We’re seeing digital signage turn up more and more places, but increasingly it’s not just about creating eye-catching displays. It’s also about providing useful information, taking wayfinding to the next level. Case in point: the digital signage assistants that have begun to appear in airports:
the original Tensator Virtual Assistants, which create the illusion of a real person, have been seen by 16.2 million departing passengers, all of which have been given the opportunity to hear and see the airport's message about items not allowed in hand luggage. This, combined with a host of other security measures, has helped to reduce the number of bags rejected by security by 12 percent, speeding up the security process, the company said.
These Virtual Assistants debuted in 2011 at London’s Luton Airport, and have gradually been deployed at airports from Boston to Madrid.
Two new units, the “Ultra” model, have been installed at Luton. One advises passengers on what is prohibited in carry-on luggage (liquids, e.g.) and how to prepare those items that are permitted. The second, further along in the security area, reminds passengers to remove their coats and belts and empty their pockets.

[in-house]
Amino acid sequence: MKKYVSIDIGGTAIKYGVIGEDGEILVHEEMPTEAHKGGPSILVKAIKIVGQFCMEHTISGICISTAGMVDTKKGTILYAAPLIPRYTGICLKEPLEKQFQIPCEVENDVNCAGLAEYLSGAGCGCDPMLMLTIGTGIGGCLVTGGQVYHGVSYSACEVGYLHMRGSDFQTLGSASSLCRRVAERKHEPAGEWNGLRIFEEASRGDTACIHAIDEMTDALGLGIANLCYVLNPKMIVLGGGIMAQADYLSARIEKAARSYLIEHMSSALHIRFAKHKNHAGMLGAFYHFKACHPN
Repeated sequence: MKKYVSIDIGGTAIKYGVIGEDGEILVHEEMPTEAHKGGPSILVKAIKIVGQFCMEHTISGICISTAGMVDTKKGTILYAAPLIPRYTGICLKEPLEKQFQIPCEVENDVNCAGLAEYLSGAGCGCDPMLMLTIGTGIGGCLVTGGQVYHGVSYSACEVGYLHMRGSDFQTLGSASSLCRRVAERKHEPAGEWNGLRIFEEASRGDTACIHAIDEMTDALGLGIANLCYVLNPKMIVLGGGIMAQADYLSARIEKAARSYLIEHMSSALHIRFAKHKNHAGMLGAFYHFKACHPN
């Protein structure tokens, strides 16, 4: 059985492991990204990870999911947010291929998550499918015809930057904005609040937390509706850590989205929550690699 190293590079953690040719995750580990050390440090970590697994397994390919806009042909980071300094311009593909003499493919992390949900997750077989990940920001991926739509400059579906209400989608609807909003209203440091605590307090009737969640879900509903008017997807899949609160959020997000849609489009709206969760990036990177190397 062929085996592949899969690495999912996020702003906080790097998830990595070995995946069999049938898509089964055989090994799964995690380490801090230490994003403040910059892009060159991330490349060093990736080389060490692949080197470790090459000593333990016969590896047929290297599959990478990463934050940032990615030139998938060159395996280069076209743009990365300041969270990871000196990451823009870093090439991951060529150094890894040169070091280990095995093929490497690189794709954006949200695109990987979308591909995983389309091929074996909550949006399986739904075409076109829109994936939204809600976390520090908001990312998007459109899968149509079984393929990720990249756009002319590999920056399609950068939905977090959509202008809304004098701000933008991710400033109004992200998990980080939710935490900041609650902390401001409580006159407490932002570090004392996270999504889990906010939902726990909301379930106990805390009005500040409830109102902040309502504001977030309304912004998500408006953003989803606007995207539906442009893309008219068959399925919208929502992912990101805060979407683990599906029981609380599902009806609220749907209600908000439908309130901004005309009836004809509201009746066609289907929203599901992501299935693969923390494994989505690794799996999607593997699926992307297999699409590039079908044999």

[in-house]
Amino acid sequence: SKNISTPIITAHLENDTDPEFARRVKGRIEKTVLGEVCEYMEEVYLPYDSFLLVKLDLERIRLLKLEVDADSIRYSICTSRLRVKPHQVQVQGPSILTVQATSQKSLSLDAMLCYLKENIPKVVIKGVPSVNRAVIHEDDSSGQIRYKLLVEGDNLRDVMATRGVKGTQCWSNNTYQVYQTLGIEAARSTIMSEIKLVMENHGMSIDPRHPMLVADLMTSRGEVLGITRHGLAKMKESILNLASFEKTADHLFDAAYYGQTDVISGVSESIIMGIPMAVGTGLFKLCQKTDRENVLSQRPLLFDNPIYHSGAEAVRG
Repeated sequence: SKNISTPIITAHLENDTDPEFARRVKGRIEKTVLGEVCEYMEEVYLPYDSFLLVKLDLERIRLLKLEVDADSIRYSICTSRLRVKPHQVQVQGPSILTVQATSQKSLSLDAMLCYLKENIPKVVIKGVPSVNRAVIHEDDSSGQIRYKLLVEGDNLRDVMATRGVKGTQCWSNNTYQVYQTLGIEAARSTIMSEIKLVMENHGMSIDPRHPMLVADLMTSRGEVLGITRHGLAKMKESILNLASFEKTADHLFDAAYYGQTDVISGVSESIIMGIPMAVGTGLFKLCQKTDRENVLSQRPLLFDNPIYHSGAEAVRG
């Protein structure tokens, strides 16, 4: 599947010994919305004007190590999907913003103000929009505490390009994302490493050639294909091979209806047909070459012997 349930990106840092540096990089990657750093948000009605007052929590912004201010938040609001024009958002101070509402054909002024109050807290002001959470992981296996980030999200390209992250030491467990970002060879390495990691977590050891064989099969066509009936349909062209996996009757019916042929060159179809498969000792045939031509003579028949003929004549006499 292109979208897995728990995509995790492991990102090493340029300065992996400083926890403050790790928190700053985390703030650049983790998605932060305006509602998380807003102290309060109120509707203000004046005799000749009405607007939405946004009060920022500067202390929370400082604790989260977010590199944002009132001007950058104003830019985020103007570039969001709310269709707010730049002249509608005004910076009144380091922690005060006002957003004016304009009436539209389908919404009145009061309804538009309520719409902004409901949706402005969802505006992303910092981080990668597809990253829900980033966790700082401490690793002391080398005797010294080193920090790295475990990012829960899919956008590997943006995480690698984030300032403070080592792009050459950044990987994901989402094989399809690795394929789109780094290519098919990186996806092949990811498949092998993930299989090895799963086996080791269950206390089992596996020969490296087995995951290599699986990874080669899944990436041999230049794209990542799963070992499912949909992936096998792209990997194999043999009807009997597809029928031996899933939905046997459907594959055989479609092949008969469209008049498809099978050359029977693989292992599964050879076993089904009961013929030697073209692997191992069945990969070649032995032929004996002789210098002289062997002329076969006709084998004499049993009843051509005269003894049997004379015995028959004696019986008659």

“We’re firm believers that technology shouldn't be used just for the sake of it. It needs to produce tangible benefits for both staff and passengers alike," Tensator Group CEO Ben Gale said.
The next technology challenge: how the TSA can use digital signage to grope and paw at passengers.